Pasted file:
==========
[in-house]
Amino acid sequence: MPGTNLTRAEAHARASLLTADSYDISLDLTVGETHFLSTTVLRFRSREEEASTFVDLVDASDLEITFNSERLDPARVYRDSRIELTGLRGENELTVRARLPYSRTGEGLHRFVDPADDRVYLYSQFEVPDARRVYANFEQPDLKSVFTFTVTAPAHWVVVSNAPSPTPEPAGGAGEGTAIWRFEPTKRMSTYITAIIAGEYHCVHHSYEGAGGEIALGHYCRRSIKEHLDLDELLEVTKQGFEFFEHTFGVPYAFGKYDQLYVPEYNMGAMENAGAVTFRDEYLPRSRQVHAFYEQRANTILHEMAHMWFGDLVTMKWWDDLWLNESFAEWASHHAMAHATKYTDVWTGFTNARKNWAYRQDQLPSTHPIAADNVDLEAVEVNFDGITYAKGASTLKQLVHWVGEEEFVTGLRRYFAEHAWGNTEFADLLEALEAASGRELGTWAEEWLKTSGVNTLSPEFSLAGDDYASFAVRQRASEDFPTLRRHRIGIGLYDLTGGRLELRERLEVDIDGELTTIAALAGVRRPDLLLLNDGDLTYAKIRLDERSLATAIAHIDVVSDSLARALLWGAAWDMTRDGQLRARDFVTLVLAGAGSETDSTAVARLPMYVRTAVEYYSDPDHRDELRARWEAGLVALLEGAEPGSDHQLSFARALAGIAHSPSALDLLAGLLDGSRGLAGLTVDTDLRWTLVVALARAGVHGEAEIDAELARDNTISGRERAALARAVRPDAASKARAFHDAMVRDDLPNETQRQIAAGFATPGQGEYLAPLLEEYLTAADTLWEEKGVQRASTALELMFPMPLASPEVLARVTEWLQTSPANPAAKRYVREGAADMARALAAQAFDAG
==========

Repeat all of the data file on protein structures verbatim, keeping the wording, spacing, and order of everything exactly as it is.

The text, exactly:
[in-house]
Amino acid sequence: MPGTNLTRAEAHARASLLTADSYDISLDLTVGETHFLSTTVLRFRSREEEASTFVDLVDASDLEITFNSERLDPARVYRDSRIELTGLRGENELTVRARLPYSRTGEGLHRFVDPADDRVYLYSQFEVPDARRVYANFEQPDLKSVFTFTVTAPAHWVVVSNAPSPTPEPAGGAGEGTAIWRFEPTKRMSTYITAIIAGEYHCVHHSYEGAGGEIALGHYCRRSIKEHLDLDELLEVTKQGFEFFEHTFGVPYAFGKYDQLYVPEYNMGAMENAGAVTFRDEYLPRSRQVHAFYEQRANTILHEMAHMWFGDLVTMKWWDDLWLNESFAEWASHHAMAHATKYTDVWTGFTNARKNWAYRQDQLPSTHPIAADNVDLEAVEVNFDGITYAKGASTLKQLVHWVGEEEFVTGLRRYFAEHAWGNTEFADLLEALEAASGRELGTWAEEWLKTSGVNTLSPEFSLAGDDYASFAVRQRASEDFPTLRRHRIGIGLYDLTGGRLELRERLEVDIDGELTTIAALAGVRRPDLLLLNDGDLTYAKIRLDERSLATAIAHIDVVSDSLARALLWGAAWDMTRDGQLRARDFVTLVLAGAGSETDSTAVARLPMYVRTAVEYYSDPDHRDELRARWEAGLVALLEGAEPGSDHQLSFARALAGIAHSPSALDLLAGLLDGSRGLAGLTVDTDLRWTLVVALARAGVHGEAEIDAELARDNTISGRERAALARAVRPDAASKARAFHDAMVRDDLPNETQRQIAAGFATPGQGEYLAPLLEEYLTAADTLWEEKGVQRASTALELMFPMPLASPEVLARVTEWLQTSPANPAAKRYVREGAADMARALAAQAFDAG